Childbirth can trigger a number of odd body changes, but for a woman in Portugal, post-pregnancy symptoms were particularly curious: She started to lactate from her armpit, according to a new report.
The 26-year-old woman told doctors that she developed pain in her right armpit two days after giving birth, according to the report, published July 29 in The New England Journal of Medicine. When doctors examined the area, they found a round mass in her armpit. Surprisingly, the mass “released a white discharge when pressed,” the authors, from Hospital de Santa Maria in Lisbon, Portugal, wrote in the report.
She was diagnosed with polymastia, or the presence of extra breast tissue in the body. Up to 6% of women are born with such “accessory” breast tissue, according to a 1999 paper published in the journal Mayo Clinic Proceedings. In some cases, this extra breast tissue includes a nipple or areola (the pigmented area surrounding the nipple), but in other cases, the breast tissue alone is present, without nipples or areola, Live Science previously reported.
The condition happens during fetal development, when the precursor cells to the mammary glands form along the “mammary ridge” or “milk line” that runs from the armpit to the groin on either side of the body, according to a 2014 paper in the American Journal of Roentgenology. Usually, these ridges disappear everywhere except for the breast. But when this doesn’t happen, the body is left with residual breast tissue. The most common location for accessory breast tissue is the armpit (also called the “axilla”), according to the 2014 paper.
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If the accessory breast tissue does not have a nipple or areola, people might not realize they have extra breast tissue until they become pregnant or start breast-feeding, according to the 1999 paper. At this point, milk “comes in” to the accessory breast tissue just as it does in typical breast tissue, and women may experience swelling or pain in the area.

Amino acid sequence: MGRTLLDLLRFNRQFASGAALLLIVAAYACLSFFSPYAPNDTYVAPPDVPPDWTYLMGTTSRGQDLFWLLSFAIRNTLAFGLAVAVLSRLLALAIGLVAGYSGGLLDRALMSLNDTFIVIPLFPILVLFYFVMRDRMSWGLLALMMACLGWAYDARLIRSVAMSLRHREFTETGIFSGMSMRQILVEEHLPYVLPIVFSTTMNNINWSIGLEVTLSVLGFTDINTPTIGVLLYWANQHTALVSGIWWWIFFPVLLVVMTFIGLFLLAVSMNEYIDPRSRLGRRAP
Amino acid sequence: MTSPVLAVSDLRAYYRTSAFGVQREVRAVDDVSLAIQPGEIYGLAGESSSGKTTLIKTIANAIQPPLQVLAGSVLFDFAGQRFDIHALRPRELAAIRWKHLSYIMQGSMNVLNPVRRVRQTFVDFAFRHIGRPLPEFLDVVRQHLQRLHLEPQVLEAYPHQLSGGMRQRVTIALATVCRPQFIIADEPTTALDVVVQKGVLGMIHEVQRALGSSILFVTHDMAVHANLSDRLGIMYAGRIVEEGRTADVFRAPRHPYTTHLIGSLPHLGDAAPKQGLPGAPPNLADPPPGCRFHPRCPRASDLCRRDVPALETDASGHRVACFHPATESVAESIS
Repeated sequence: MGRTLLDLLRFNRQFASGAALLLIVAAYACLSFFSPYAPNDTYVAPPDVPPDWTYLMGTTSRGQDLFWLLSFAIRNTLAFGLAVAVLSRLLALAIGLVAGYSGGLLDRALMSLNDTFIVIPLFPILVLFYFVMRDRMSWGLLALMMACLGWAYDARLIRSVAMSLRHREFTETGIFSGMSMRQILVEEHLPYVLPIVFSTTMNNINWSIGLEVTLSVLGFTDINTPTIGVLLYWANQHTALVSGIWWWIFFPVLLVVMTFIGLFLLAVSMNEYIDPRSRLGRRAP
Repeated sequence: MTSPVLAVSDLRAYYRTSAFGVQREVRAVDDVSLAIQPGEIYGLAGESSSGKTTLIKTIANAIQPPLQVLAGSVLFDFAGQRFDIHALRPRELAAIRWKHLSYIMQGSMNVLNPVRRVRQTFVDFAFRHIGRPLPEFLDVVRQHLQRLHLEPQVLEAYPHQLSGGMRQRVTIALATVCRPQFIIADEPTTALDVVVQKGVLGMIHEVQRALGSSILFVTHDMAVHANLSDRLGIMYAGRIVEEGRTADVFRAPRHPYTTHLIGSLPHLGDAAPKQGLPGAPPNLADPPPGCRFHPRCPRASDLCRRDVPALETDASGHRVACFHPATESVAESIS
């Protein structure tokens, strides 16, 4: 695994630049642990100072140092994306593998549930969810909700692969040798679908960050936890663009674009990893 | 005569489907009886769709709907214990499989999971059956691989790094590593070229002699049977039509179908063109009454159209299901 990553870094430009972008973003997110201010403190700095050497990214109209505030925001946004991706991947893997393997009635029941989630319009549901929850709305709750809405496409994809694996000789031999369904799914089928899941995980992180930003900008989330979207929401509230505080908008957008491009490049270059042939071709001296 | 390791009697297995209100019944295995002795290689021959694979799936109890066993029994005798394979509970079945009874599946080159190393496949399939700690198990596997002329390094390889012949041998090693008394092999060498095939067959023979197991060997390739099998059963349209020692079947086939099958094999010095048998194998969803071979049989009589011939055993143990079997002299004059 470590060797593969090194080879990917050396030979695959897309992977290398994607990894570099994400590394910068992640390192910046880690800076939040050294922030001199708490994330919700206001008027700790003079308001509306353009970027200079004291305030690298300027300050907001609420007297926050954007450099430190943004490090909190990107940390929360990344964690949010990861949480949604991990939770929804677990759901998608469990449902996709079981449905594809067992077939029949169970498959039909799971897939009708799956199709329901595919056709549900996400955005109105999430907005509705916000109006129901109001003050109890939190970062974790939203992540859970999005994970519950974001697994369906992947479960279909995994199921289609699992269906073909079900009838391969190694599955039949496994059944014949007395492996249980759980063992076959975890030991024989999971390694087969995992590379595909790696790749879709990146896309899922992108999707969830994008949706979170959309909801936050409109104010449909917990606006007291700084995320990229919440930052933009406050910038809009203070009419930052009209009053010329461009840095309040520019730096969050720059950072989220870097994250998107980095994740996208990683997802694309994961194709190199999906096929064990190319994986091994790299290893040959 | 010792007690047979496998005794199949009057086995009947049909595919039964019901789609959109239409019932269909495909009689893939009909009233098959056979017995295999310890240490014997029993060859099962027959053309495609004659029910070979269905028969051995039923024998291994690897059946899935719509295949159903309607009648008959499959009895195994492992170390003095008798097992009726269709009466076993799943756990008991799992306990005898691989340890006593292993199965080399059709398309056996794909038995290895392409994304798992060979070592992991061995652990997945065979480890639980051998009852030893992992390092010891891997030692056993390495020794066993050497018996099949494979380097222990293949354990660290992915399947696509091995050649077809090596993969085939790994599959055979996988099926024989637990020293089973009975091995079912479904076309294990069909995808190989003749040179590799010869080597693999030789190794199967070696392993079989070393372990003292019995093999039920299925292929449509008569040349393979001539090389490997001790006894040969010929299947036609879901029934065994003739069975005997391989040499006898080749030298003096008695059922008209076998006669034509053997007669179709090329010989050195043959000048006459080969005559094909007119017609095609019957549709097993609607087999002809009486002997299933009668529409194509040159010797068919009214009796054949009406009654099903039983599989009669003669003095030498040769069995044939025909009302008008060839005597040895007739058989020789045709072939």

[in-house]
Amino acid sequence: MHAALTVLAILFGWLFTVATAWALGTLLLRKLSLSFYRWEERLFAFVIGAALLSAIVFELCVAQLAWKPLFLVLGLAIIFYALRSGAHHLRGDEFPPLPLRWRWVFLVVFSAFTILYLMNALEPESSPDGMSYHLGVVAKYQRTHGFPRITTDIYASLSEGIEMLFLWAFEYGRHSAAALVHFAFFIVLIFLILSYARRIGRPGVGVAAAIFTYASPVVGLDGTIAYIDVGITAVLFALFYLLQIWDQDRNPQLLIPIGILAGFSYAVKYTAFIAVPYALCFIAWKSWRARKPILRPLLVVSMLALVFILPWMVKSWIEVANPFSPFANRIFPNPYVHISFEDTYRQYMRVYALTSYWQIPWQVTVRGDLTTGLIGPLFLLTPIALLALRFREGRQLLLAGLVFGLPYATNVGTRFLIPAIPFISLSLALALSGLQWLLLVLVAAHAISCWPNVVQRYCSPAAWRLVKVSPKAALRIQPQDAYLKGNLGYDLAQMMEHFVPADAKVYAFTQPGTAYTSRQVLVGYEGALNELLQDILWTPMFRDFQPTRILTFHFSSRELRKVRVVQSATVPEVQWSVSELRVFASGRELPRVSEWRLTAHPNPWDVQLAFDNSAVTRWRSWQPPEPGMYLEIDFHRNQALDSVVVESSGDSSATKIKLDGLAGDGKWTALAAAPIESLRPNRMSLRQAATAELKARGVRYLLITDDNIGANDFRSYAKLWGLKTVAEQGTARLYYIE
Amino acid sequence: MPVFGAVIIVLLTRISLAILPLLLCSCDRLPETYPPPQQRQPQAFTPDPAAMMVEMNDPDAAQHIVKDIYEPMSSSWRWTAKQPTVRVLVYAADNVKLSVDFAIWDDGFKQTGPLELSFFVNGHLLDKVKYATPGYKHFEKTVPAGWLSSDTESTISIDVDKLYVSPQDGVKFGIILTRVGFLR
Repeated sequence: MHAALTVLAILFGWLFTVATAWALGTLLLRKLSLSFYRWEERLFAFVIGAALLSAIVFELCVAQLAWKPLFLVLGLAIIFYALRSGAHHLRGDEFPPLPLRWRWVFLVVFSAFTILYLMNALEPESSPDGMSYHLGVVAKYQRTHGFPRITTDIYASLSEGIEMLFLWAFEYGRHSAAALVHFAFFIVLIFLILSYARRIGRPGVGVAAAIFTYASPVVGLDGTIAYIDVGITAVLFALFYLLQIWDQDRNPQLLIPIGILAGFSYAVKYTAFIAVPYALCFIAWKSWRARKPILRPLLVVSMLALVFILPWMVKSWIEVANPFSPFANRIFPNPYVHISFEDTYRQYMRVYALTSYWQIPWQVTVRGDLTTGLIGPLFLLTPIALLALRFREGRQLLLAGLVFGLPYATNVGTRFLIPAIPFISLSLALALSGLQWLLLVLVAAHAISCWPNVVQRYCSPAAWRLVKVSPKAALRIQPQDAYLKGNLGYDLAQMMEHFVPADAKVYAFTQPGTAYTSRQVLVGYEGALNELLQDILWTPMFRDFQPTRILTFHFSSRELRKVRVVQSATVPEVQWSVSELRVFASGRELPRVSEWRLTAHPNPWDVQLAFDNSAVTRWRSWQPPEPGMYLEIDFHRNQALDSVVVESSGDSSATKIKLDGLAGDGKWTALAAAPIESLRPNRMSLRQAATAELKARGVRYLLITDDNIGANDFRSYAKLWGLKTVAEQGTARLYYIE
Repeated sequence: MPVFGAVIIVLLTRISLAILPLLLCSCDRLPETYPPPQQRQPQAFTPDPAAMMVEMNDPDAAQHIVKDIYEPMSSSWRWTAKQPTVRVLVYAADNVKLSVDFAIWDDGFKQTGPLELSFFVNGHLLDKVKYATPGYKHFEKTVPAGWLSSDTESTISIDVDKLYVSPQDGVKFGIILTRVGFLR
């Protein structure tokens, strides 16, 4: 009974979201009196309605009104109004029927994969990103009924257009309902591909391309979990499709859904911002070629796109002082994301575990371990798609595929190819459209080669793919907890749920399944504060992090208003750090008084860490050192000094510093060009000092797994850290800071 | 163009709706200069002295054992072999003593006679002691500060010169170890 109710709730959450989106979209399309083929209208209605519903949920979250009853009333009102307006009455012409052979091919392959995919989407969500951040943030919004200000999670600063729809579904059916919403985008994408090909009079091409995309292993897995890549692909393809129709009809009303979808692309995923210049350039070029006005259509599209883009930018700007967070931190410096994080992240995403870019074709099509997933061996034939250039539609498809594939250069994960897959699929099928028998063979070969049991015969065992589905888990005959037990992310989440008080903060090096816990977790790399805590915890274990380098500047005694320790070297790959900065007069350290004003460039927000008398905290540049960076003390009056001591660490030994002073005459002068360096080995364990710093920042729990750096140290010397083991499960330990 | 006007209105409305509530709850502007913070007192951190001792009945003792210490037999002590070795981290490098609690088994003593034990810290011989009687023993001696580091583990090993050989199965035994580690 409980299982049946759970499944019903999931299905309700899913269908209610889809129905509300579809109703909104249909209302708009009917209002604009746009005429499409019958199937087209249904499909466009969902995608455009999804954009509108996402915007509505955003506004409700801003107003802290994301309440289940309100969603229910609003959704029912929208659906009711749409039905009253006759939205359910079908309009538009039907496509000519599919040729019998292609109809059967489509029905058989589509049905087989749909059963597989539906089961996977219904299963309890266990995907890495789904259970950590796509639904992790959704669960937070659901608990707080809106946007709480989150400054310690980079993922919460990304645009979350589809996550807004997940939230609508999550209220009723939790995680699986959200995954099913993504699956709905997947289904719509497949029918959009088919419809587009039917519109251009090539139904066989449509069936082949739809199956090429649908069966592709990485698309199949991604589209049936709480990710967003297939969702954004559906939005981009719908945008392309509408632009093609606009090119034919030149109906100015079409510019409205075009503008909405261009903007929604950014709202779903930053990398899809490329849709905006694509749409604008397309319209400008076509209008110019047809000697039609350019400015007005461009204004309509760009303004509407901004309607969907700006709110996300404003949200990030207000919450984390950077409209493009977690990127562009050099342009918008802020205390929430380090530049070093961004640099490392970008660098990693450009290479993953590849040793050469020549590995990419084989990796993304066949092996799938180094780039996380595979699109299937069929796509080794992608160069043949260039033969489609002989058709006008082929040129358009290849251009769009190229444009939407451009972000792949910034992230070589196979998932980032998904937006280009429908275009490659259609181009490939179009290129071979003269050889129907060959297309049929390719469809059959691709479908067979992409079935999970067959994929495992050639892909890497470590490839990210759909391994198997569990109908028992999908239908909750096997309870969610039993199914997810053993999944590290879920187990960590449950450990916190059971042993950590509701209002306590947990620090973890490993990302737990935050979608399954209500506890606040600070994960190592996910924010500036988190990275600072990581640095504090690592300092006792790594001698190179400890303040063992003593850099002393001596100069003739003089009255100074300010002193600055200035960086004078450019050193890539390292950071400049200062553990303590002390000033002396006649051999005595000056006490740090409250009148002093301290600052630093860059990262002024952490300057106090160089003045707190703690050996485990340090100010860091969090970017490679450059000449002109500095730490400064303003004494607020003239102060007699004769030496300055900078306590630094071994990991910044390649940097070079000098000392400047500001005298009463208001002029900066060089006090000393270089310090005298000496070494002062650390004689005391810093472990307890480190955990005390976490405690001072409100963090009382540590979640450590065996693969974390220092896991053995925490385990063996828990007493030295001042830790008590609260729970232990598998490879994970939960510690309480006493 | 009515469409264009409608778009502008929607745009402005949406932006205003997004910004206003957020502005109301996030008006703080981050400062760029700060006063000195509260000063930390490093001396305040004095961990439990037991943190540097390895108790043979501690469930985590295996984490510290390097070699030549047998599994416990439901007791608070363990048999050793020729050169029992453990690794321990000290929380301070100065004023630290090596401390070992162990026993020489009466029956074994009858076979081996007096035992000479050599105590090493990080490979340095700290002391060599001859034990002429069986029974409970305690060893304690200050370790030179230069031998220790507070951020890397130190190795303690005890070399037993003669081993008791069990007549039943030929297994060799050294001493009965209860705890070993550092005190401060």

Some women can even pump breast milk from the accessory breast tissue. In the 1999 paper, the authors describe the case of an 18-year-old woman with accessory breast tissue in the armpit who was able to successfully pump axillary breast tissue for eight weeks to relieve discomfort and continue breast-feeding.
In the Portugal woman’s case, she was reassured that the condition is benign. Doctors also told her that when undergoing routine breast cancer screening, the extra breast tissue would need to be examined for cancer just like typical breast tissue. It’s unclear if the woman was able to breast-feed or pump milk from the accessory tissue.
Originally published on Live Science.
Rachael has been with Live Science since 2010. She has a master’s degree in journalism from New York University’s Science, Health and Environmental Reporting Program. She also holds a B.S. in molecular biology and an M.S. in biology from the University of California, San Diego. Her work has appeared in Scienceline, The Washington Post and Scientific American.
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